Springfield Water and Sewer Commission Water Company 💧 3date ALERT Drinking Water

Springfield, Massachusetts | Drinking Water Utility Company

The regional drinking water of Springfield Water and Sewer Commission could be infected from considerable impurities including but not limited to Di-n-butyl phthalate, Lead, Desethylatrazine and Hexachlorocyclopentadiene, while suffering abnormally high degrees of water hardness. Springfield Water and Sewer Commission serves this county with drinking water which originates its water from Surface water.

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Springfield Water and Sewer Commission Details

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Area served:

Springfield, Massachusetts

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Water source:

Surface water

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71 Colton Street, Springfield, MA 1109

Massachusetts Dinking Water Utility


Contaminants Detected In Springfield, Massachusetts

Bromodichloromethane; Chloroform; Chromium (hexavalent); Dichloroacetic acid; Total trihalomethanes (TTHMs); Trichloroacetic acid; Chromium (hexavalen… more

Springfield Dinking Water Utility

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Springfield Water and Sewer Commission

Annual Drinking Water Report

List of Drinking Water Contaminants Tested by Springfield Water and Sewer Commission

But Not Detected:
1,1-Dichloroethane; 1,2,3-Trichloropropane; 1,2-Dibromo-3-chloropropane (DBCP); 1,3-Butadiene; 1,4-Dioxane; 17-beta-Estradiol; 2,4,5-TP (Silvex); 2,4-D; 3-Hydroxycarbofuran; 4-Androstene-3,17-dione; Alachlor (Lasso); Aldicarb; Aldicarb sulfone; Aldicarb sulfoxide; Aldrin; Antimony; Arsenic; Atrazine; Benzo[a]pyrene; Beryllium; Bromochloromethane; Bromoform; Bromomethane; Butachlor; Cadmium; Carbaryl; Carbofuran; Chlorate; Chlordane; Chlorodifluoromethane; Chloromethane; Cobalt; Cyanide; Dalapon; Di(2-ethylhexyl) adipate; Di(2-ethylhexyl) phthalate; Dibromoacetic acid; Dibromochloromethane; Dicamba; Dieldrin; Dinoseb; Endrin; Equilin; Estriol; Estrone; Ethinyl estradiol; Ethylene dibromide; Fluoride; Heptachlor; Heptachlor epoxide; Hexachlorobenzene (HCB); Hexachlorocyclopentadiene; Lindane; Mercury (inorganic); Methomyl; Methoxychlor; Metolachlor; Metribuzin; Molybdenum; Monobromoacetic acid; Nitrite; Oxamyl (Vydate); Pentachlorophenol; Perchlorate; Perfluorobutane sulfonate (PFBS); Perfluoroheptanoic acid (PFHPA); Perfluorohexane sulfonate (PFHXS); Perfluorononanoic acid (PFNA); Perfluorooctane sulfonate (PFOS); Perfluorooctanoic acid (PFOA); Picloram; Polychlorinated biphenyls (PCBs); Propachlor; Radium-228; Selenium; Simazine; Testosterone; Thallium; Toxaphene

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Find out which contaminants are found above Legal and Health Guidelines.


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Springfield Water and Sewer Commission

About Us

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Massachusetts Water Utility Companies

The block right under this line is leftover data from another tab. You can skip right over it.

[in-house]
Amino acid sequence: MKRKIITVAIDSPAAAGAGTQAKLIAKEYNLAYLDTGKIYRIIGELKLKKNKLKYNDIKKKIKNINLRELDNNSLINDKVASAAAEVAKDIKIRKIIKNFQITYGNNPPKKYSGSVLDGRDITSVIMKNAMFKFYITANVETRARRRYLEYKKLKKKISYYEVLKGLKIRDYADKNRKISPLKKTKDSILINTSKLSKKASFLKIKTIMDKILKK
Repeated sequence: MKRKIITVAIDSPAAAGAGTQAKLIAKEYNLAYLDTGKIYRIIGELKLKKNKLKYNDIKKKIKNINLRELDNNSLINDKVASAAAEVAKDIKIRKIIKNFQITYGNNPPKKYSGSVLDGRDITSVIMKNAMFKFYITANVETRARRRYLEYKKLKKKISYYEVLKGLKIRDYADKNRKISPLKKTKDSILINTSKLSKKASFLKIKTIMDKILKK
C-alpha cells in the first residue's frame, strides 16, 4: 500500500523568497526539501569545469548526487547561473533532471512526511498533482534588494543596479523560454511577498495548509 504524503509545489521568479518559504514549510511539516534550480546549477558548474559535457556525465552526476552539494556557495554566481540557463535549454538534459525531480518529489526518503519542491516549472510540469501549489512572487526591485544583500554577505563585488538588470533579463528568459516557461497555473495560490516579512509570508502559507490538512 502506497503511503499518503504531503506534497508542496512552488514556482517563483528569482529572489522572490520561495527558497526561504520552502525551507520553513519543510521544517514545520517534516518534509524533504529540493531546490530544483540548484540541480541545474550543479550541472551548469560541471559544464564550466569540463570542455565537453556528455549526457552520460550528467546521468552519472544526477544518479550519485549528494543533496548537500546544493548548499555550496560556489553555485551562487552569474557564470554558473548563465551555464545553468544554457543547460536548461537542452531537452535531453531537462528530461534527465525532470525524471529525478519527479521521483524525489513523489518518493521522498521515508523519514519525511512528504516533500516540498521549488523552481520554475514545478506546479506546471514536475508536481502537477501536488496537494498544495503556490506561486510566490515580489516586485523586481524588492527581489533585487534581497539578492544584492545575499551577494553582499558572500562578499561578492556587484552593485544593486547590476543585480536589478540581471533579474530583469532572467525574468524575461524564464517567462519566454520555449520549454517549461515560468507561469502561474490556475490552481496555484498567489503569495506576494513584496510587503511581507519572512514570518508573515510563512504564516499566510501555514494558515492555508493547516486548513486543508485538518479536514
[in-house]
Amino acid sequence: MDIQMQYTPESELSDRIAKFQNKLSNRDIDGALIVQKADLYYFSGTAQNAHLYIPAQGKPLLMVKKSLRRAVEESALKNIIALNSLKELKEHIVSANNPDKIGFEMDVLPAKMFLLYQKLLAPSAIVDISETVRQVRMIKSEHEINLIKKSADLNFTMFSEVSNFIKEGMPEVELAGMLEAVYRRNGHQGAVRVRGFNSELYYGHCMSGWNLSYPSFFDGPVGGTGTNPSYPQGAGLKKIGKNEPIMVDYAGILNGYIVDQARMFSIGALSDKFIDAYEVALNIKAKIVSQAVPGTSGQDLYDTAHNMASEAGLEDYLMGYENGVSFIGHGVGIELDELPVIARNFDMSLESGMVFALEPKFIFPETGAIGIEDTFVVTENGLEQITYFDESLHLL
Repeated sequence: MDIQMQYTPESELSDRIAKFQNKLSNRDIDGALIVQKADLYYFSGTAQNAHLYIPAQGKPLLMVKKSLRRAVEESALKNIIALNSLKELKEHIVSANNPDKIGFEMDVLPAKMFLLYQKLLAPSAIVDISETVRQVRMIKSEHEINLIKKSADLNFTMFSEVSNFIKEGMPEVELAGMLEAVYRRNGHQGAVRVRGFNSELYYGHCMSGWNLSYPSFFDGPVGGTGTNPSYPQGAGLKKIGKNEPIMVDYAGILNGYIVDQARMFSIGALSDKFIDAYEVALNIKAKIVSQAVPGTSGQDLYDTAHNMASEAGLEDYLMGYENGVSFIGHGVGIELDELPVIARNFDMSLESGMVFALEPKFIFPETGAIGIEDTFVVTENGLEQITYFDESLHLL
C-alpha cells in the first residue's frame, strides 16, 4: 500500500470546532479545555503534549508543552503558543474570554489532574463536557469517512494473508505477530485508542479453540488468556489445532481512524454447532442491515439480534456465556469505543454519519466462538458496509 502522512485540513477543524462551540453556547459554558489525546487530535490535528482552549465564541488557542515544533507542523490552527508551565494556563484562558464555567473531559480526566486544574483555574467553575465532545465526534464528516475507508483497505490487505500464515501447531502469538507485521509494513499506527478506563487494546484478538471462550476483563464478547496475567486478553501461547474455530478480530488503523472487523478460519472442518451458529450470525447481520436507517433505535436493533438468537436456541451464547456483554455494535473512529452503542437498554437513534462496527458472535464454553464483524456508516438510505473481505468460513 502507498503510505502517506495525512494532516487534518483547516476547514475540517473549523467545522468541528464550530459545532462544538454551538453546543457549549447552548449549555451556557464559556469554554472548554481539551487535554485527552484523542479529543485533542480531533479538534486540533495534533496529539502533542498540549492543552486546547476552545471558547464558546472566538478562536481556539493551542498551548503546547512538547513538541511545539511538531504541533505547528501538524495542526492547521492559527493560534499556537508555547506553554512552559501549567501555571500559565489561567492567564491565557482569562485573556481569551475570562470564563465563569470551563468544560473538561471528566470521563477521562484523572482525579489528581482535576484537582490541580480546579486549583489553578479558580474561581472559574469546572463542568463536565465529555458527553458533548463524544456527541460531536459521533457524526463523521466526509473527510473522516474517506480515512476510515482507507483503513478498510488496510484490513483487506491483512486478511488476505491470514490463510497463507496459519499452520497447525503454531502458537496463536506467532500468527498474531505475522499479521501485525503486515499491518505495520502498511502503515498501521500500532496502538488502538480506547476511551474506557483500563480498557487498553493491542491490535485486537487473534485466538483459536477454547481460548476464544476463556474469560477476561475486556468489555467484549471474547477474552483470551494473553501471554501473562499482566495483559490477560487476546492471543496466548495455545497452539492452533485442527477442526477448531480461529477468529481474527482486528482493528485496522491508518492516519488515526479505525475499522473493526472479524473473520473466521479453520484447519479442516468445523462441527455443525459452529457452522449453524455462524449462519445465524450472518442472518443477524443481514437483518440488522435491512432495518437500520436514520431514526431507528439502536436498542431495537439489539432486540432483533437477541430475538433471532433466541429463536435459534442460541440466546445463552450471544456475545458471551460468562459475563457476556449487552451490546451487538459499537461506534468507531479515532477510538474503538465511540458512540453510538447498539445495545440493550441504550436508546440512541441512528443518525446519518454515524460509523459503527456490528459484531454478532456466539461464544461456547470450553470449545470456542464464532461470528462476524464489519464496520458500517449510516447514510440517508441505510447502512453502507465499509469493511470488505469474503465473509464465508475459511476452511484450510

The drinking water cured and delivered by Springfield Water and Sewer Commission arises from the Cobble Hill Reservoir (Source IDENTIFICATION 1281000-02S) and the Borden Brook Reservoir (Source ID 1281000-04S), surface area water supplies situated in Blandford and Granville, MA. The water is usually filtered through sluggish or rapid fine sand filtration to remove little particles and microorganisms such as sediment, dirt, and bacteria. Water is then treated to inhibit corrosion of home plumbing, modified for pH, and disinfected with chlorine before it is allocated to our customers. Clean water is shipped at an annual common of 30 million dollars gallons per day to retail customers in Springfield and Ludlow and wholesale clients in Agawam, East Longmeadow, and Longmeadow. Some people may be weaker to contaminants in drinking water than the basic population as a whole. Immuno-compromised persons such as individuals with cancer going through chemotherapy, persons that have undergone organ transplants, people with HIV/AIDS or perhaps other immune system disorders, some elderly plus some infants can be especially at risk from attacks. These people should look for advice about water from their health care providers. EPA/Centers for Disease Control and Prevention (CDC) guidelines on reducing the risk of infection simply by Cryptosporidium and other microbes contaminants are available from your Safe Drinking Water Hotline in 1-800-426-4791. IMPORTANT INFORMATION COMING FROM U. S. ENVIRONMENTAL PROTECTION AGENCY AND MASSACHUSETTS DEP Sources of drinking water (both tap water and bottled water) include streams, lakes, streams, fish ponds, reservoirs, springs, and wells. As drinking water travels over the surface area of the land or perhaps through the ground, this dissolves naturally occurring nutrients and, in some cases, radioactive material, and can get substances resulting from the existence of animals or coming from human activity. Contaminants which may be present in source drinking water include: Microbial pollutants, such as viruses and bacteria, which may originate from sewage treatment vegetation, septic systems, farming livestock operations, human beings, and wildlife. Inorganic contaminants, such as debris and metals, could be naturally occurring or derive from urban storm drinking water runoff, industrial, or perhaps domestic wastewater secretions, oil and gas production, mining or prospecting, and farming. & nitrogen-laden herbicides may come coming from a variety of sources including agriculture, urban surprise water runoff, and residential uses. Organic and natural chemical contaminants consist of synthetic and risky organic chemicals which can be by-products of industrial procedures and petroleum creation, and can also originate from gas stations, urban surprise water runoff, and septic systems. Radioactive contaminants can be natural or be the consequence of oil and gas production, and mining activities. Water, including bottled water, might reasonably be expected to contain at least small amounts of a few contamination. The presence of pollutants does not necessarily show that water positions a health risk. To ensure that plain tap water is safe to drink, the Department of Environmental Protection (MassDEP) and U. S. (EPA) environmental protection agency prescribe regulations that limit the number of particular contaminants in drinking water provided by public drinking water systems. The Food and Drug Administration (FDA) and Massachusetts Department of Public Health (DPH) rules establish limits intended for contaminants in water in bottles that must provide equal protection for public well-being. HEALTH RISKS AND WATER If present, high levels of lead may cause serious health problems, specifically for pregnant women and young kids. Lead in water is primarily coming from materials and parts associated with service lines and home domestic plumbing. The Commission is in charge of providing high-quality water, but cannot control the variety of materials utilized in plumbing components. Whenever your water has been seated for several hours, you can minimize the potential for business lead exposure by flushing your tap intended for 30 seconds to two minutes before applying water for taking in or cooking. In case you are concerned about lead within your water, you may want your water examined. Information on lead in drinking water, testing strategies, and steps you can take to reduce exposure are available from your Safe Drinking Water Hotline (1-800-426-4791) or at http://www.epa.gov/safewater/lead. A cross interconnection is formed at any point in which a drinking water line links to a polluted resource, such as boilers, air conditioner systems, fire sprinkler systems, irrigation devices, laboratory equipment, plating tanks, or chemical substance vats. In homes, a common cross interconnection is a garden hose attached with fertilizer or perhaps chemical sprayer box, or a hose put into a pool. If water pressure drops, such as due to close by fire hydrant use or possibly a water main break, the resulting cleaner can suck the connected pollutants back to the water system. To avoid Cross Connections: • Never submerge a hose in water and soap-buckets, pet sprinkling containers, pools, récipient, sinks, drains, or perhaps chemicals. • By no means attached a line to a chemical sprayer without a backflow preventer. • Buy and install an inexpensive line connection vacuum breaker on every threaded drinking water fixture. • Purchase appliances and gear with a backflow preventer..